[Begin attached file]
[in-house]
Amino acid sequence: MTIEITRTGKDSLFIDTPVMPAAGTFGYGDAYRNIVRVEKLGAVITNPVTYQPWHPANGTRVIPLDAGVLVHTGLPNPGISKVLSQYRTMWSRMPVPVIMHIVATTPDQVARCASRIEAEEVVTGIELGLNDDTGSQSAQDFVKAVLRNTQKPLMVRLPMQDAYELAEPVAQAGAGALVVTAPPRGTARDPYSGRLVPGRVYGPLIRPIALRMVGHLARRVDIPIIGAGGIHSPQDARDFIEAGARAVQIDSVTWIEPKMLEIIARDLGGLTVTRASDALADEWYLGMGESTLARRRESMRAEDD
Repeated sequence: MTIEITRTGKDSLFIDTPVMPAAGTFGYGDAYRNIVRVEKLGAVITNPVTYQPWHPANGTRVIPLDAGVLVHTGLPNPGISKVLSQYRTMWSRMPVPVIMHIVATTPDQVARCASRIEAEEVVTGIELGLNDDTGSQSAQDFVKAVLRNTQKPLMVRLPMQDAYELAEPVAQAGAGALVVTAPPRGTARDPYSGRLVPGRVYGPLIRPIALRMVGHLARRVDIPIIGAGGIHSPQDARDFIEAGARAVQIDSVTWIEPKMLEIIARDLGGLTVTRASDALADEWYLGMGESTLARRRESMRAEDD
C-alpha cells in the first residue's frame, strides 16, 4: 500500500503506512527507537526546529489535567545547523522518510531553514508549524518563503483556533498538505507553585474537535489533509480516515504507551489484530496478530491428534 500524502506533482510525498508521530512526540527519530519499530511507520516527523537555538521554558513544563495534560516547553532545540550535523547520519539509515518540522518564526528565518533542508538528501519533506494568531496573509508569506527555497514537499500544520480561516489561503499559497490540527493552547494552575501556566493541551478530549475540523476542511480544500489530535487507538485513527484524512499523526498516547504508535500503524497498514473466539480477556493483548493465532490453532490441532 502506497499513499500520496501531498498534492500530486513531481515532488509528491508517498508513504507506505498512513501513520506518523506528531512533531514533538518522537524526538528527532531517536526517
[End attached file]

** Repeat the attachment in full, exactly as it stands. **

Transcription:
[in-house]
Amino acid sequence: MTIEITRTGKDSLFIDTPVMPAAGTFGYGDAYRNIVRVEKLGAVITNPVTYQPWHPANGTRVIPLDAGVLVHTGLPNPGISKVLSQYRTMWSRMPVPVIMHIVATTPDQVARCASRIEAEEVVTGIELGLNDDTGSQSAQDFVKAVLRNTQKPLMVRLPMQDAYELAEPVAQAGAGALVVTAPPRGTARDPYSGRLVPGRVYGPLIRPIALRMVGHLARRVDIPIIGAGGIHSPQDARDFIEAGARAVQIDSVTWIEPKMLEIIARDLGGLTVTRASDALADEWYLGMGESTLARRRESMRAEDD
Repeated sequence: MTIEITRTGKDSLFIDTPVMPAAGTFGYGDAYRNIVRVEKLGAVITNPVTYQPWHPANGTRVIPLDAGVLVHTGLPNPGISKVLSQYRTMWSRMPVPVIMHIVATTPDQVARCASRIEAEEVVTGIELGLNDDTGSQSAQDFVKAVLRNTQKPLMVRLPMQDAYELAEPVAQAGAGALVVTAPPRGTARDPYSGRLVPGRVYGPLIRPIALRMVGHLARRVDIPIIGAGGIHSPQDARDFIEAGARAVQIDSVTWIEPKMLEIIARDLGGLTVTRASDALADEWYLGMGESTLARRRESMRAEDD
C-alpha cells in the first residue's frame, strides 16, 4: 500500500503506512527507537526546529489535567545547523522518510531553514508549524518563503483556533498538505507553585474537535489533509480516515504507551489484530496478530491428534 500524502506533482510525498508521530512526540527519530519499530511507520516527523537555538521554558513544563495534560516547553532545540550535523547520519539509515518540522518564526528565518533542508538528501519533506494568531496573509508569506527555497514537499500544520480561516489561503499559497490540527493552547494552575501556566493541551478530549475540523476542511480544500489530535487507538485513527484524512499523526498516547504508535500503524497498514473466539480477556493483548493465532490453532490441532 502506497499513499500520496501531498498534492500530486513531481515532488509528491508517498508513504507506505498512513501513520506518523506528531512533531514533538518522537524526538528527532531517536526517